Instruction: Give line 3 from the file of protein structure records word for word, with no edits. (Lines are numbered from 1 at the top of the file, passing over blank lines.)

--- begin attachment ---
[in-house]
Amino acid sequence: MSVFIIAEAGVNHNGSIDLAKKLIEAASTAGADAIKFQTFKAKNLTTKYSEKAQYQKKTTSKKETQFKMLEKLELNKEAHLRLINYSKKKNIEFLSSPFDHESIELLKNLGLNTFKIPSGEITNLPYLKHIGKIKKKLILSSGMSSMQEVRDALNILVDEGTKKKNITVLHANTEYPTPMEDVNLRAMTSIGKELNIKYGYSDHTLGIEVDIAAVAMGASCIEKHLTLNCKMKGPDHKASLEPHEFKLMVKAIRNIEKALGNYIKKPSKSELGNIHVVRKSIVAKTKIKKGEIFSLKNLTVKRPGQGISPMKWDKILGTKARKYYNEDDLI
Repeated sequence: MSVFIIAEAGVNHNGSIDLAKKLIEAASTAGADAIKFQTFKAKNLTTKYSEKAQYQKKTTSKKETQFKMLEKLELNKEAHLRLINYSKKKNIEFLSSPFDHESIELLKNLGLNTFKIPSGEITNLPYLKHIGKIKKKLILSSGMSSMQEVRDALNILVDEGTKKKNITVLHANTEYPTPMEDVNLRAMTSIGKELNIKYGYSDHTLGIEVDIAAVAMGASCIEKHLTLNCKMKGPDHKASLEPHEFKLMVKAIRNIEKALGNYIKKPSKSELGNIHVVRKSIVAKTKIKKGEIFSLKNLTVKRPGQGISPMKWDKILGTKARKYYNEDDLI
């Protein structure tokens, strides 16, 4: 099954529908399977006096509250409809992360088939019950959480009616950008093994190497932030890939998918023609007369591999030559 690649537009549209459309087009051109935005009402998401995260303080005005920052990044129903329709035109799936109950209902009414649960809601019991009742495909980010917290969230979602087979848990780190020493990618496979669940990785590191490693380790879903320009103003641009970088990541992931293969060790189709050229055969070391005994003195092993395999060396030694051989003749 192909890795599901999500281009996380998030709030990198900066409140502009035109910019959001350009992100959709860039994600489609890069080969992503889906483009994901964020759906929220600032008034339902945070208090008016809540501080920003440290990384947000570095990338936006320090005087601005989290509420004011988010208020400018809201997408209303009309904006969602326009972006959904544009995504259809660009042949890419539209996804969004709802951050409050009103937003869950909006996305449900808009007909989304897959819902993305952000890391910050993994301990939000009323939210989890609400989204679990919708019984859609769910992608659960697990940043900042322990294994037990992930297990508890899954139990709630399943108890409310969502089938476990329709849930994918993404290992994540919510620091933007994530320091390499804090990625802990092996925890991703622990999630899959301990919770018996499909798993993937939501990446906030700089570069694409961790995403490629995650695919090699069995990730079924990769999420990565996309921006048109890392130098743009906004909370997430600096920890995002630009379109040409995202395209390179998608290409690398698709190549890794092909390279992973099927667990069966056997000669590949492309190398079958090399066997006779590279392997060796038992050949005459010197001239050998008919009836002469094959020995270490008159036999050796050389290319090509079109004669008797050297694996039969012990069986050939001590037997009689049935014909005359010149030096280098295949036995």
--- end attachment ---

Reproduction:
Repeated sequence: MSVFIIAEAGVNHNGSIDLAKKLIEAASTAGADAIKFQTFKAKNLTTKYSEKAQYQKKTTSKKETQFKMLEKLELNKEAHLRLINYSKKKNIEFLSSPFDHESIELLKNLGLNTFKIPSGEITNLPYLKHIGKIKKKLILSSGMSSMQEVRDALNILVDEGTKKKNITVLHANTEYPTPMEDVNLRAMTSIGKELNIKYGYSDHTLGIEVDIAAVAMGASCIEKHLTLNCKMKGPDHKASLEPHEFKLMVKAIRNIEKALGNYIKKPSKSELGNIHVVRKSIVAKTKIKKGEIFSLKNLTVKRPGQGISPMKWDKILGTKARKYYNEDDLI